The Paleo lifestyle is on the front of the New York Times’ Style section as I sit down to write this, which kind of steals the thunder from a column about Paleo.
The business media has been all over the story of Wal-Mart and Kroger showing strong sales numbers due to increased sales of organic products, which kind of steals the thunder from a column on the mainstreaming of organic.
The White House is brewing its own beer; Anheuser Busch bought Bluepoint, and craft brewing is widely recognized as the category’s chief source of momentum, which kind of takes the fizz out of any column on craft beer (although you should check out our package on hops and beer regardless – it’s great stuff!).
Food & Wine and The New Yorker are all over the fermentation trend; the Wall Street Journal has recognized the growth of Sparkling Ice; Green Juice has been featured on everything from Girls to Married (“eat your fruit, juice your vegetables!”) and even the differences between raw and cold-pressed have been settled on some labels. Everyone has a favorite cold brew.
Or, more importantly, where can Whole Foods go? Now that its 350-plus stores have so significantly influenced American food culture, isn’t the tail starting to wag the dog? After all, with conventional grocery out-pricing the chain on basic organic products, the company has announced its intentions to double down on pricing reductions and re-devote itself to private label. The stock market sure thinks things have gotten bad for Whole Foods, and there are innovators at places like Kroger and Safeway – as well as Target and Costco – looking to expand their stores’ reputations as sources of products that speak to a new generation of families raised with more healthful and adventurous priorities.
So should the company pack it in and head home now that the world has caught up?
The company’s actions indicate it’s a long way from doing that. In fact, it’s exploring new ways to execute behind its core competency.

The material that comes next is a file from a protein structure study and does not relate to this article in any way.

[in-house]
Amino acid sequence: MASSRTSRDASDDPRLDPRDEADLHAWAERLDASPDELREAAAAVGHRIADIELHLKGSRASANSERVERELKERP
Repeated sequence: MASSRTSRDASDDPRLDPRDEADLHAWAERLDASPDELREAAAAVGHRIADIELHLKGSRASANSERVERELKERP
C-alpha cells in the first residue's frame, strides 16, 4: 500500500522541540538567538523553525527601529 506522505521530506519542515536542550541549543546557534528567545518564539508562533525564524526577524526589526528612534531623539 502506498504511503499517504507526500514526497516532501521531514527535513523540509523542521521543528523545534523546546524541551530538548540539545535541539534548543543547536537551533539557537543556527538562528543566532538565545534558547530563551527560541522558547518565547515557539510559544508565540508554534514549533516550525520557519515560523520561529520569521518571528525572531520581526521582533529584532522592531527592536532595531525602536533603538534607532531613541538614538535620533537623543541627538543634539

The issue isn’t that Whole Foods has lost its edge, it’s that that core competency is discovering and defining innovation, not just selling organic kale. And right now, the company is innovating – identifying, by one executive’s count, 70 new in-store categories with white space. This is immensely important because when Whole Foods puts an emphasis on a category, it moves: look at HPP juices, Coffee, Craft Beer, coconut water, kombucha, and tea. All these categories are now being chased significantly by the mainstream, and the Austin mob had a couple of years to enjoy and sort its strategy. Now, it’s turning to new companies and product types, like Tumeric Alive (high-powered botanicals) and Way Better Snacks (sprouted grains) to keep its lead as a retailer brand with a vision of the new. By staying ahead, the company has a multi-year head start on most new trends, ones that allow it to reap the high margins from being the “paper of record” for grocery.
Right now, as supermarkets consider whether to integrate their organic products or keep them ghettoed in the natural set, Whole Foods is showing brands a template for proper engagement with their consumers, keeping them attuned to the social, nutritional, and culinary mission of the store. The company was criticized in some quarters for pushing too hard on labeling for genetically modified organisms (GMOs), for requiring suppliers to be wary of supply-chain issues and for otherwise raising the bar.
But that’s their plan, and they do it better than anyone. By raising the bar, Whole Foods makes the rest of the field aspire to something higher. That the crew from Austin is the one who determines “how high” means that it’s able to keep its nice, long head start.
The point of differentiation for stores, as well as brands, needs to be honed, and the point of Whole Foods is category innovation and leadership, not just devotion to the organic or the natural. It’s creating the template and the trail; the others will follow eventually, but the margins will get slimmer while the purpose keeps getting stronger.
The tail might be wagging the dog right now, but we know where the head is. It’s pointing forward.